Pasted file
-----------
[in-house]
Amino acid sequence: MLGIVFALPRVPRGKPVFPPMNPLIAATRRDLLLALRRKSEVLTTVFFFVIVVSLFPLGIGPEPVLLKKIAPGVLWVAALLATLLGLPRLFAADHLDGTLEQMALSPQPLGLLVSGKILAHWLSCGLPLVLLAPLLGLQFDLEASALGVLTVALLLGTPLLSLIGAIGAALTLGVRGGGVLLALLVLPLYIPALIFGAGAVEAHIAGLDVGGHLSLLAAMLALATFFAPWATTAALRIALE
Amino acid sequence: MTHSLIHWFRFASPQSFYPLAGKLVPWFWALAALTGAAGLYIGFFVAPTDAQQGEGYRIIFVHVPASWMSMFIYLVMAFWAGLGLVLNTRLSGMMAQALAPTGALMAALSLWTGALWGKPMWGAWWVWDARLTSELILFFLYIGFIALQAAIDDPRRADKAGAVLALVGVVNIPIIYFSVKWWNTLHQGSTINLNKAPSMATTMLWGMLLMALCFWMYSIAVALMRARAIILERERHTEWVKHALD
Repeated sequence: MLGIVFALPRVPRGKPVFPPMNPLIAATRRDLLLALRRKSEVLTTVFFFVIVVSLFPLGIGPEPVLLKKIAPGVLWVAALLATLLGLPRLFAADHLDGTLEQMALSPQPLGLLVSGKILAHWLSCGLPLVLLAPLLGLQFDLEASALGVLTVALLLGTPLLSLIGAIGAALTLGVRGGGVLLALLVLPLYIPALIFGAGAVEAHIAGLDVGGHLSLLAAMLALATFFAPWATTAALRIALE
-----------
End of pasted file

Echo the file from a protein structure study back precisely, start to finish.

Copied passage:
[in-house]
Amino acid sequence: MLGIVFALPRVPRGKPVFPPMNPLIAATRRDLLLALRRKSEVLTTVFFFVIVVSLFPLGIGPEPVLLKKIAPGVLWVAALLATLLGLPRLFAADHLDGTLEQMALSPQPLGLLVSGKILAHWLSCGLPLVLLAPLLGLQFDLEASALGVLTVALLLGTPLLSLIGAIGAALTLGVRGGGVLLALLVLPLYIPALIFGAGAVEAHIAGLDVGGHLSLLAAMLALATFFAPWATTAALRIALE
Amino acid sequence: MTHSLIHWFRFASPQSFYPLAGKLVPWFWALAALTGAAGLYIGFFVAPTDAQQGEGYRIIFVHVPASWMSMFIYLVMAFWAGLGLVLNTRLSGMMAQALAPTGALMAALSLWTGALWGKPMWGAWWVWDARLTSELILFFLYIGFIALQAAIDDPRRADKAGAVLALVGVVNIPIIYFSVKWWNTLHQGSTINLNKAPSMATTMLWGMLLMALCFWMYSIAVALMRARAIILERERHTEWVKHALD
Repeated sequence: MLGIVFALPRVPRGKPVFPPMNPLIAATRRDLLLALRRKSEVLTTVFFFVIVVSLFPLGIGPEPVLLKKIAPGVLWVAALLATLLGLPRLFAADHLDGTLEQMALSPQPLGLLVSGKILAHWLSCGLPLVLLAPLLGLQFDLEASALGVLTVALLLGTPLLSLIGAIGAALTLGVRGGGVLLALLVLPLYIPALIFGAGAVEAHIAGLDVGGHLSLLAAMLALATFFAPWATTAALRIALE